It was assumed that ultimately Marco would move into the family business. Although his parents encouraged him to pursue whatever path he wanted, there was an undertow, a feeling that he would follow in his father’s footsteps. Marco was happy with that.
“We all worked there during the school and university holidays and there were lots of family members working at D’Orsogna, which had moved to its Palmyra premises in 1973, as the West Perth factory was closed to make way for the Mitchell Freeway. It was more of an artisanal, family affair in those days.”
Before he joined the family business in a full-time capacity, Marco opted to spend some time in Italy. After graduating university, he completed a European Economic Community funded business management degree attached to one of the oldest universities in the world - the University of Bologna, established in 1088.
Above: Marco standing in front of Terra (2018) by Stuart Elliott
“It was in the late 70s/early 80s and a very exciting time. Bologna was the home of a record label, Italian records, and as a result I had the chance to see so many bands perform live including Simple Minds, Bauhaus, Kraftwerk, and Virgin Prunes. This music reflected my tastes of that time because I had previously been involved in a post punk band in Perth called The Plants.”
Marco returned to Perth in 1984 and began his working life at D’Orsogna. Sadly, in the end he did not get to work alongside his father for very long at all. Giovanni had a benign brain tumour, but complications from the surgery left him in intensive care with the family unsure if he would ever recover. A true fighter, Giovanni did ultimately pull through, but paralysis down one side meant he could no longer work at the family business.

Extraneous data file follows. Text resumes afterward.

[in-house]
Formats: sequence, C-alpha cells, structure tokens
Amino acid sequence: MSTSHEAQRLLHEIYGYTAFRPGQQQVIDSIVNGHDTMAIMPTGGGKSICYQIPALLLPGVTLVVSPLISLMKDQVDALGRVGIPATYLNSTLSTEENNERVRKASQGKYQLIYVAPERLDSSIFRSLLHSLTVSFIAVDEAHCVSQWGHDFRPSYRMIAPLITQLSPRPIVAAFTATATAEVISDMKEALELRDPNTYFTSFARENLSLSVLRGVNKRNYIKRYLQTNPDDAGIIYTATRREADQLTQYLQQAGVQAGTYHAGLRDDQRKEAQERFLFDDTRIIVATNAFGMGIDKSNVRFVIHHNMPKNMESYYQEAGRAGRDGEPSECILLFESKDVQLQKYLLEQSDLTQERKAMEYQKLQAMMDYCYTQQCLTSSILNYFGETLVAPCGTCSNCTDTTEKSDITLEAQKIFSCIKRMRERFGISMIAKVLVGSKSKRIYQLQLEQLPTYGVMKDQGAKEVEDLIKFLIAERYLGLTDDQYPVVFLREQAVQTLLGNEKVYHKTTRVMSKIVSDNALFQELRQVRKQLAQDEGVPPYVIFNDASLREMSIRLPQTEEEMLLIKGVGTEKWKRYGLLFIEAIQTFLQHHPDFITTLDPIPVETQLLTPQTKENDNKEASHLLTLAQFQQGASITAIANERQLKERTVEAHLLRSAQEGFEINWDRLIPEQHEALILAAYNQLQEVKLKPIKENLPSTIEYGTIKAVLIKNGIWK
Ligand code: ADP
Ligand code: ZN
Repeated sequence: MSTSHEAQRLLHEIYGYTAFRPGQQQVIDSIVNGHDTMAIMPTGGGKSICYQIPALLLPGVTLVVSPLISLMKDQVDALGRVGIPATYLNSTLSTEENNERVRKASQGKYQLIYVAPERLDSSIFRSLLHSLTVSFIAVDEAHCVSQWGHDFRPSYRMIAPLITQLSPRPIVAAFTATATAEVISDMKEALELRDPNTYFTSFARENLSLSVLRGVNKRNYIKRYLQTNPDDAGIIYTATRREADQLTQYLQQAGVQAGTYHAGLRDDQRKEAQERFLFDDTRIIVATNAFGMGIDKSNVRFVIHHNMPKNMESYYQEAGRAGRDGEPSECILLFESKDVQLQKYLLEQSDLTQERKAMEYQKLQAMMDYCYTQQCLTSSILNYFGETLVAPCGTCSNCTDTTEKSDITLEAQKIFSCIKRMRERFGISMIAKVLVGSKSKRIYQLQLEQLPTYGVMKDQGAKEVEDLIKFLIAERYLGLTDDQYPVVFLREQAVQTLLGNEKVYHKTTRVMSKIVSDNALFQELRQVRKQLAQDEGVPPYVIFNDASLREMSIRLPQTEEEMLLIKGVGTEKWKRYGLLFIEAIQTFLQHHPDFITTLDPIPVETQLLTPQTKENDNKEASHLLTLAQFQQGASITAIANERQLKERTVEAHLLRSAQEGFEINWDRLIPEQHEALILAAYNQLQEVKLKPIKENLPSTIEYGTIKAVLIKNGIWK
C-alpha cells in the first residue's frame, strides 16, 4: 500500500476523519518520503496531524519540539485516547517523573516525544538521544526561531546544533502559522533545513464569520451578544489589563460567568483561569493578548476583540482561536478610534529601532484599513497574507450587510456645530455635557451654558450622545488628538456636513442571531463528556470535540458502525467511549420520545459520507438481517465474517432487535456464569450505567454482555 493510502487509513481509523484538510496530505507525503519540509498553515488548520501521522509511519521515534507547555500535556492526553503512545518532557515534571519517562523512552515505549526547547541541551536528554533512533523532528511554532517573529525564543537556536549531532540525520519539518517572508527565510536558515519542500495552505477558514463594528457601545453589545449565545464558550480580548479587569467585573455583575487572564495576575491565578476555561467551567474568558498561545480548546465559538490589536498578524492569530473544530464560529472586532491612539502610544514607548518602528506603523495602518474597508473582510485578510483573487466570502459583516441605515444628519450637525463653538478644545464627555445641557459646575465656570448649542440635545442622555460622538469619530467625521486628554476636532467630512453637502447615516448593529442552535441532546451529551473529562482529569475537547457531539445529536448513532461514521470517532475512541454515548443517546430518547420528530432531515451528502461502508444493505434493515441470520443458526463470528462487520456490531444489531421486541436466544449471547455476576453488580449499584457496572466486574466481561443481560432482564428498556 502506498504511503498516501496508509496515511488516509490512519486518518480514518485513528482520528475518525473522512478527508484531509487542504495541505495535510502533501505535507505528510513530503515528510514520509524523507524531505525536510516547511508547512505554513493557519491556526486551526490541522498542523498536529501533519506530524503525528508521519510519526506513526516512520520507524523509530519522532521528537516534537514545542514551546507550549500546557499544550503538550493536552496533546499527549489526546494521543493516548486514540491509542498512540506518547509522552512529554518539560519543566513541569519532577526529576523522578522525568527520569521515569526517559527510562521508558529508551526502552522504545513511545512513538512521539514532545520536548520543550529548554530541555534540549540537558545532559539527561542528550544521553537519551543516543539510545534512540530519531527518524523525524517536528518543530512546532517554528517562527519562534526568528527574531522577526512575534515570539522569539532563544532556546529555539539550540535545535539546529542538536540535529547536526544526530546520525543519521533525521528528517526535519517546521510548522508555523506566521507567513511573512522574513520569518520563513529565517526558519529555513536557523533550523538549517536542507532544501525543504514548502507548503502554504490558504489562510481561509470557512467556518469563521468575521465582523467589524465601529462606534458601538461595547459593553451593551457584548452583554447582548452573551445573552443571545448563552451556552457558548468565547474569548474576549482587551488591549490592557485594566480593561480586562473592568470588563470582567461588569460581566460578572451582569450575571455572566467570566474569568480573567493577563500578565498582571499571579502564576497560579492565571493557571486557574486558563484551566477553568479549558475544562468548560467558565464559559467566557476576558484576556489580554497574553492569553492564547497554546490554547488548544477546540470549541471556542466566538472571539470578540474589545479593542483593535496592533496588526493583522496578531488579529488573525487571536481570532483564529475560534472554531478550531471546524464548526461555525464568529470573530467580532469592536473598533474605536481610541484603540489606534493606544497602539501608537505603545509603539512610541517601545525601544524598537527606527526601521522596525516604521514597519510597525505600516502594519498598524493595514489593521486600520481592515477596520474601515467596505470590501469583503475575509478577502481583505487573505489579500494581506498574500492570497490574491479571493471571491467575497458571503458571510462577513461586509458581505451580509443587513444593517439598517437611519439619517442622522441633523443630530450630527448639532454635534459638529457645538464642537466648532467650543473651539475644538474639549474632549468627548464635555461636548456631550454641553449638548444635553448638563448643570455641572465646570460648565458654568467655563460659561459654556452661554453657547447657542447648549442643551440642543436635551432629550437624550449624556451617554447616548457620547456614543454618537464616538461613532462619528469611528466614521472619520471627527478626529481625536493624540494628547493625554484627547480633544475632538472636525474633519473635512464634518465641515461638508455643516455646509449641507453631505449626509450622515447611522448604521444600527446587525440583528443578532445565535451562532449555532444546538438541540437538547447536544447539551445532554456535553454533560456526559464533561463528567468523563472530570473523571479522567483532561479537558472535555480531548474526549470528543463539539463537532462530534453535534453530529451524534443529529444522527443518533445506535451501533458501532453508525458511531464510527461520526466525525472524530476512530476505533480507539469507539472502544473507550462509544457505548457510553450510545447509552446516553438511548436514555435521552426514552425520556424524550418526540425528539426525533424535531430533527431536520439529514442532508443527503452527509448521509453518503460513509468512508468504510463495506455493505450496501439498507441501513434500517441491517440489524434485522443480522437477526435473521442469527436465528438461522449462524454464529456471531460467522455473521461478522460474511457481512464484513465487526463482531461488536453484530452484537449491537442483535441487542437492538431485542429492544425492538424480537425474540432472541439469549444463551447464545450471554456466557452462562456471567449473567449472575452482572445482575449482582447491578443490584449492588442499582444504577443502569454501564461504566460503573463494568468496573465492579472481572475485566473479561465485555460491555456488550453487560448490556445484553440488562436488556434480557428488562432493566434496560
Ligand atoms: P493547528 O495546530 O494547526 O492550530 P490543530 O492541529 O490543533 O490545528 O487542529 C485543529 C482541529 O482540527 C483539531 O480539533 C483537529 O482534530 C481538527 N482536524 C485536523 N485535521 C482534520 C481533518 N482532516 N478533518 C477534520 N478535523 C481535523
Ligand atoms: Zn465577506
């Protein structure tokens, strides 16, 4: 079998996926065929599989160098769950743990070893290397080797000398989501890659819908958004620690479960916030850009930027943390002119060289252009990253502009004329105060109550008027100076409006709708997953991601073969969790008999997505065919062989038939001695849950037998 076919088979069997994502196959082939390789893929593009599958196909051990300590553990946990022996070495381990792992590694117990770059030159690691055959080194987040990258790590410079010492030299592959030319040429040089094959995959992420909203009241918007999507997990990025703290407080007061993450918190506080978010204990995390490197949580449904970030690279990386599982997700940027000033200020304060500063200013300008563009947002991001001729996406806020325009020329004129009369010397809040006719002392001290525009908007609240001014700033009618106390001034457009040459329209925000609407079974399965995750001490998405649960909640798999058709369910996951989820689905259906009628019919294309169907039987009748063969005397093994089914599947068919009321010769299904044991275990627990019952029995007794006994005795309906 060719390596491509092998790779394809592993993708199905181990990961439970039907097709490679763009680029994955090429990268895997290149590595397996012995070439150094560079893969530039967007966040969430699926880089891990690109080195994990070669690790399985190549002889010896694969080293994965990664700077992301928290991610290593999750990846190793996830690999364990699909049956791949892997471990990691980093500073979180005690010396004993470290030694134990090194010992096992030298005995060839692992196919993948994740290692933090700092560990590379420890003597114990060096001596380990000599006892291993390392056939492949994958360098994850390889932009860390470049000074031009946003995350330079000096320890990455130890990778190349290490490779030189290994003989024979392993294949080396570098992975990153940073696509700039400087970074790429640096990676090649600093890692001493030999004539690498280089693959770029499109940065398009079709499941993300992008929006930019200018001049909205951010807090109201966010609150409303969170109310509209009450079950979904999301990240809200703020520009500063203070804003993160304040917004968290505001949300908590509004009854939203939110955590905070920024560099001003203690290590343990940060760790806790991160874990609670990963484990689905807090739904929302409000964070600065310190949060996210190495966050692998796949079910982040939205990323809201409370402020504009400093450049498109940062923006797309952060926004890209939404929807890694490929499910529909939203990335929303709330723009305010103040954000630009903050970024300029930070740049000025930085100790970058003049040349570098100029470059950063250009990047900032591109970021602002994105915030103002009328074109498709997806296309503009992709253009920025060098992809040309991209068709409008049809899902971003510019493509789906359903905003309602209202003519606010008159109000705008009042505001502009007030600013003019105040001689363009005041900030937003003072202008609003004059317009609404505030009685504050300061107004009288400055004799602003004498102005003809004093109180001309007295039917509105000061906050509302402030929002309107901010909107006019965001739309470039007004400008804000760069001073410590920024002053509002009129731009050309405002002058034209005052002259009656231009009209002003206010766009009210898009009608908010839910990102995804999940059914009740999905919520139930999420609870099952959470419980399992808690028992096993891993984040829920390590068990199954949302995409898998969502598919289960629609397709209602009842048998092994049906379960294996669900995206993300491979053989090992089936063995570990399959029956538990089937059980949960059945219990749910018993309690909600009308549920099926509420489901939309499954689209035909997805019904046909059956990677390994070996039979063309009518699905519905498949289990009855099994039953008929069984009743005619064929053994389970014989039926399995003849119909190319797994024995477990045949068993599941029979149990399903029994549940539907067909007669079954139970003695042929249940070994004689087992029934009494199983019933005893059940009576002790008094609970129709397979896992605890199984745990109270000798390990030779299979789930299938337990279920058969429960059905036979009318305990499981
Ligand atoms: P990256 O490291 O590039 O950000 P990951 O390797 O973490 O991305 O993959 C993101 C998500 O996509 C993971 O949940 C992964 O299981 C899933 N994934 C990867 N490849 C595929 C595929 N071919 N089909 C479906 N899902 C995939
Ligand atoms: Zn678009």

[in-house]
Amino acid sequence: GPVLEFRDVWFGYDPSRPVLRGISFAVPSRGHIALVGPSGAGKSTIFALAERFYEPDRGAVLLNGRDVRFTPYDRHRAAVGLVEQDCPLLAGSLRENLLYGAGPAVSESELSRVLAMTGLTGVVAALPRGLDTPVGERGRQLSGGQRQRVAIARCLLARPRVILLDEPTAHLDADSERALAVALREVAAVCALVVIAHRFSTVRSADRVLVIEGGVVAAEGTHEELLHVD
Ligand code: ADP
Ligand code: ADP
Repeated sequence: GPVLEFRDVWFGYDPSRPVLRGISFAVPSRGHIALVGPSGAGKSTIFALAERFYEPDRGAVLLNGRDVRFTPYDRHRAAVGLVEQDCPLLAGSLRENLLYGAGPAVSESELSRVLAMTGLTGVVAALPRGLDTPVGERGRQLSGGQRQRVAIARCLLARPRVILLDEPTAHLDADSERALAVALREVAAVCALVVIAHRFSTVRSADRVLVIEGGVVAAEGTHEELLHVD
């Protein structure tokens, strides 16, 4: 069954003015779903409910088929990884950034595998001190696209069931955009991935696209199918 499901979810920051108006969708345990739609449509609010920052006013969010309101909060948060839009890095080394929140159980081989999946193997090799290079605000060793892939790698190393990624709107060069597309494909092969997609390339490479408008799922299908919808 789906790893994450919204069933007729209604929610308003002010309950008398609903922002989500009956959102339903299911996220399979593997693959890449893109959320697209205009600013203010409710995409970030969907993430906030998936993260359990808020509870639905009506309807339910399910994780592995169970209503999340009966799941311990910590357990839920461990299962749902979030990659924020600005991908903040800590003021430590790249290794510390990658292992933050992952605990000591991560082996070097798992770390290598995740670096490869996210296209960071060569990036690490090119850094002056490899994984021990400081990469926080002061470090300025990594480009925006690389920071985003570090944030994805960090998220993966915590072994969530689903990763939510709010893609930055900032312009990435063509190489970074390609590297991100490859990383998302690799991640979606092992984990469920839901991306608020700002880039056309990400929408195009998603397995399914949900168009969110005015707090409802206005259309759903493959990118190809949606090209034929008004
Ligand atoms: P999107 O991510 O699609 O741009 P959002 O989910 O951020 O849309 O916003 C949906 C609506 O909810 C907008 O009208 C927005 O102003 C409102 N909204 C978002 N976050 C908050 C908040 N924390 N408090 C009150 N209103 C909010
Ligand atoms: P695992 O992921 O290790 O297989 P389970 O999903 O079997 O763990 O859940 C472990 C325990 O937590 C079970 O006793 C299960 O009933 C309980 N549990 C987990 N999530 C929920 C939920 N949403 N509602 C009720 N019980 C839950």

“My father owned half of the company and my uncle Tommaso owned the other half, so I had to step in for my family’s side. It was a bit strange as I had to do my day-to-day work in sales and marketing, but also put on a hat as a director and work on the Board, for which I naturally lacked experience. I was only in my twenties. There were some great mentors though who taught me the ropes. One key external mentor I had was Syd Corser of Corser Homes (which later became Pacesetter Homes.) He kindly took me under his wing and mentored me.”
One of his parent’s legacies was to instil the belief that you should look for opportunities to become involved in community projects and make a difference where you can. A perspective their son mirrored with conviction.
“I thought it was natural. That’s what you do. You try to give back and should always be participating and involved in community events. It also gives you great satisfaction as it is so rewarding to be involved in projects and help bring them to fruition.”
With the lived example of his parents, Marco began to pursue other interests in parallel with his work at D’Orsogna. As he and the family board members corporatized the business, Marco had increasing opportunities to undertake philanthropic and art-based endeavours.
“My first real exposure was when I joined the Art Gallery of Western Australia's Foundation Board under the directorship of Dr Stefano Carboni. That was an experience I enjoyed for six years.”
Later, Marco also found a Board tenure at the Perth Institute of Contemporary Arts (PICA) deeply rewarding.
“PICA was a very different animal to the Art Gallery of Western Australia. It was smaller when I joined back around 2014, however very exciting. We did a lot of work to expand it, getting leases renewed etc. I was on the Board for 7 years and I am still on one of the committees. I’m really thrilled with the new Board that we have there.”
“PICA is in a new phase of its life so it’s appropriate now for me to be stepping back. It has the potential now to really take off. There is a new capital projects work to look at possible extensions. Some wonderful plans that have been submitted to government that this new Board will now be steering over the next few years.”